Hildegard's Songs

The program HILDEGARD'S SONGS is a distinct collaboration of Latvian composer GEORGS PELĒCIS and German medieval composer HILDEGARD VON BINGEN, who was an outstanding personality of her time. Pure and positive energy, simplicity and spiritual vitality in 12 parts performed by eight female voices, Latvian traditional instrument kokle, recorder and organ.

Performers: PUTNI, kokle’s trio (artistic director Anda EGLĪTE), Jānis PELŠE (organ), Dagnija TUČA (recorders).
Oratorio by Georgs Pelēcis based on the music by Hildegard von Bingen for 5 female voices, 3 kokles, recorder and organ.

Georgs Pelēcis

Latvian composer GEORGS PELĒCIS (1947) is one of the most knowledgeable of musical scholars in Latvia, especially in the fields of history and theory of counterpoint. His music is full of pure, positive energy and includes both Renaissance and Baroque aesthetics as well as minimalist features. Pelēcis' compositions brings a new, bright, unknown color to Latvian music. Of all the designations that the author himself and music critics have given to his music, the most appropriate is the new simplicity - a style of music whose harmonious ideal is euphony.

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Composer's note

True explosions of human spirit can never been of local importance. In one way or another, they are recorded for the world and for the eternity, they allow us to seek resonance, response and agreement in the souls of other people, far beyond any boundaries of time and space.

Latvian music, too, has encountered this gathering of the noblest spirits of humankind, with its universal values and eternal importance. In this particular case, Hildegard von Bingen allows us to find faith, joy, inspiration and strength in the immortality of her spirit. She was one of the most passionate and unusual bearers of light in the Christianity of the Middle Ages. After learning about these songs, I found myself deeply surprised and enthusiastic by the liricism of Hildegard's soul, her poeticism, gentleness, intimacy and femininity. It was very easy to attach my own musical viewpoint to this world. I did not leave the intonations completely unchanged, I felt free to arrange them. This collaboration between the 12th and the 21th century led to the emergence of a 12 part composition, in which the songs of St. Hildegard interweave with instrumental fragments – a prelude, five interludes and a postlude.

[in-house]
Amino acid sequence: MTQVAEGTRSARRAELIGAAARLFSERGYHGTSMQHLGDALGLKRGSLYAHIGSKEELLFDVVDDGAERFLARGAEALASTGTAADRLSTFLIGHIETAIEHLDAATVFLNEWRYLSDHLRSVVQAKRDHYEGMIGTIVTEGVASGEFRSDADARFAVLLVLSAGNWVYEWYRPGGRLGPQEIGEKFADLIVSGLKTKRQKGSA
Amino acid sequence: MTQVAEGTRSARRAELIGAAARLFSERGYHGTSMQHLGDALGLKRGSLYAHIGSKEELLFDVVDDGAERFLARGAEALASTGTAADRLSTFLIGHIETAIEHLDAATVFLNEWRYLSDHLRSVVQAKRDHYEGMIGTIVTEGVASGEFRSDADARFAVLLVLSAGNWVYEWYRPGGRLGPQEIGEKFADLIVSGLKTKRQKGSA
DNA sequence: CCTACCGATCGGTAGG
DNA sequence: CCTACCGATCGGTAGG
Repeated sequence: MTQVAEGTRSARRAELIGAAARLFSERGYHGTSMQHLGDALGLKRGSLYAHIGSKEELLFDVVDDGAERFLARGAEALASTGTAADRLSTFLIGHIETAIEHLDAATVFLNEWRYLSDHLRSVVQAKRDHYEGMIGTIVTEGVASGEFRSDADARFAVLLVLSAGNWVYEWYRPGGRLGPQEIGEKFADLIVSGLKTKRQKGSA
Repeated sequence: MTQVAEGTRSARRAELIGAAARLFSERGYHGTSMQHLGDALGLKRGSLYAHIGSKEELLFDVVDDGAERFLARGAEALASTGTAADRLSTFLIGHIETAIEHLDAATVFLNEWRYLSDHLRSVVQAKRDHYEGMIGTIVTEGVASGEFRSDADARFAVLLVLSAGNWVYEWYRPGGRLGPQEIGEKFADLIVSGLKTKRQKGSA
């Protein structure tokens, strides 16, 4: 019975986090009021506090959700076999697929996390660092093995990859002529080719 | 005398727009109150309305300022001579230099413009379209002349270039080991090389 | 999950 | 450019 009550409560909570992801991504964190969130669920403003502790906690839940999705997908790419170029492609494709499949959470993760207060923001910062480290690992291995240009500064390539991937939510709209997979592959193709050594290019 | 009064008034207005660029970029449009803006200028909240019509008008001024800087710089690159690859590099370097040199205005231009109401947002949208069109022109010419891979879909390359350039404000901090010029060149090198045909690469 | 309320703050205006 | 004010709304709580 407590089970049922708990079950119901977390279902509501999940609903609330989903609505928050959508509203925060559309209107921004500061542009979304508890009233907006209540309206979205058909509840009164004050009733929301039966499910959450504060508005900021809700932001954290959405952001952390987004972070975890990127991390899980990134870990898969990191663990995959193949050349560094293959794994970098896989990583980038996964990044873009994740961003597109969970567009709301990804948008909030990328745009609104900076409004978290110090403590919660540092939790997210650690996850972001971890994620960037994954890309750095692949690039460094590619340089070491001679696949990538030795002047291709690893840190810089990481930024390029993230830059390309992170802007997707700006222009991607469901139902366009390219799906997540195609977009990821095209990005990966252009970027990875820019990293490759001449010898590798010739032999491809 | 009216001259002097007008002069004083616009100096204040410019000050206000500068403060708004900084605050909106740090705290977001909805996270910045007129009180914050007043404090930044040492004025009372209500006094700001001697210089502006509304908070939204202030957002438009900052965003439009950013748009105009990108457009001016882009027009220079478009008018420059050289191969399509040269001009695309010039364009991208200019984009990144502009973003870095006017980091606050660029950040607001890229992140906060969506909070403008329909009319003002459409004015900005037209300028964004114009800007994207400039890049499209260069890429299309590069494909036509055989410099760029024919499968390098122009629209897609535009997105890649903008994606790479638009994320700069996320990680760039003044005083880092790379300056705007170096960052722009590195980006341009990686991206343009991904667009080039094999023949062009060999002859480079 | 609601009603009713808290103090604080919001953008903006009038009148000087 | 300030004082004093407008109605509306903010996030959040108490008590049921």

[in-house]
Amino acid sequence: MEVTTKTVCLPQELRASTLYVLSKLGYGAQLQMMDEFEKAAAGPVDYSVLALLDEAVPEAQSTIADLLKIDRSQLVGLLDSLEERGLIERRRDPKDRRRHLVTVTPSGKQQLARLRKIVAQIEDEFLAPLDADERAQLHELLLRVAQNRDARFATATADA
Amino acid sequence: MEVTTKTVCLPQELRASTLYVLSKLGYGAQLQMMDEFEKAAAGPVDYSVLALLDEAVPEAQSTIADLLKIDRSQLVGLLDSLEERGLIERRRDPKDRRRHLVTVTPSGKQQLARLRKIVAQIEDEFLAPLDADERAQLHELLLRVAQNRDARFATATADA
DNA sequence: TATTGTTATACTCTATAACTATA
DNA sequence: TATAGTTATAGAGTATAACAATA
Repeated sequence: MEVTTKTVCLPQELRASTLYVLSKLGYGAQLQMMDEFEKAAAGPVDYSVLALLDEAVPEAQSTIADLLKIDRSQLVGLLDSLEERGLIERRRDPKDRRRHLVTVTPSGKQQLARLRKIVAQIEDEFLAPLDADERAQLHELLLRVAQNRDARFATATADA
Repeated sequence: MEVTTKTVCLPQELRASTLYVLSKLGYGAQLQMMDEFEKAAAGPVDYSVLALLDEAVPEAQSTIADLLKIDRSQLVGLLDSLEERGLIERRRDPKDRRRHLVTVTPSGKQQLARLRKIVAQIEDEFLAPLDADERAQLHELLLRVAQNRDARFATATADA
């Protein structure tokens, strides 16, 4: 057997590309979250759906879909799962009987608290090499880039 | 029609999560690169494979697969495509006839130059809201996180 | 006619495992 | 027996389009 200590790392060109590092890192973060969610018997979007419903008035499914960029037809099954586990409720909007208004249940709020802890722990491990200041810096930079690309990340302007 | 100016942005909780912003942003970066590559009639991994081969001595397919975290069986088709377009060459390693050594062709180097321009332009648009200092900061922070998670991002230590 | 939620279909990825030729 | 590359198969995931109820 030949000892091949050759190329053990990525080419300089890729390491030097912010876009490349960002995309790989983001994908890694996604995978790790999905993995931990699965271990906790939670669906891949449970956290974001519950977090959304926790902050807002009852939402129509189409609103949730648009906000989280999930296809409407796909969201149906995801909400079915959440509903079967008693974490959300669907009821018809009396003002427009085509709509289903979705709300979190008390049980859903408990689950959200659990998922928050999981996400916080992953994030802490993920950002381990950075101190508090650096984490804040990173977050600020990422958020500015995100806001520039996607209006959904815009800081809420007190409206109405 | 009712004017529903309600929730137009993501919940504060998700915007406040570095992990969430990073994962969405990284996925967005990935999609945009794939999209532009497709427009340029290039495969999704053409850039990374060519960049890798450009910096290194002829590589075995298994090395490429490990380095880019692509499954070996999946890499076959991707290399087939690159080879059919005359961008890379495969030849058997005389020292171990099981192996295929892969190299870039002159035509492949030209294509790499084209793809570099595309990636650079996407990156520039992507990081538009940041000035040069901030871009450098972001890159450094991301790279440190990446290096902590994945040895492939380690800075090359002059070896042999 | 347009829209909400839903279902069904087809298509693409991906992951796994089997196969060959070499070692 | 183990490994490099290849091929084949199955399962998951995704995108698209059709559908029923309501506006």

Anda Eglīte and kokle

Kokle is a Latvian plucked string instrument (chordophone) belonging to the Baltic box zither family. The first possible kokles related archaeological findings in the territory of modern Latvia are from the 13th century, while the first reliable written information about kokles playing comes from the beginning of the 17th century. The first known kokles tune was notated in 1891, but the first kokles recordings into gramophone records and movies were made in the 1930s. Both kokles and kokles playing are included in the Latvian Culture Canon.

To play academic music works, kokle players use larger instruments specially built for professionals. The leading kokle player, the initiator of different kokle activities and festivals and kokle teacher ir Latvian Music Academy is ANDA EGLĪTE. She performs with various chamber ensembles, is a winner of several competitions and awards, often collaborates with many well-known Latvian and foreign performers, symphony orchestras and choirs.


The vocal group PUTNI (BIRDS) was established in 1993 in Riga by eight singers from the leading professional choirs in Latvia. The women's vocal ensemble is revered for their beautiful tone and adventurous programming and has received wide acclaim for their concerts in Latvia, Europe, Australia, Japan and the United States.

The group has won numerous prizes including the Grand Prix in five international competitions. Their programming weaves together traditional Latvian music, new compositions by Latvian and foreign composers, music of classical and early music composers, and elements of jazz and rock music. Since its founding, group have premiered over 100 new pieces by Latvian and foreign composers and recorded seven CDs.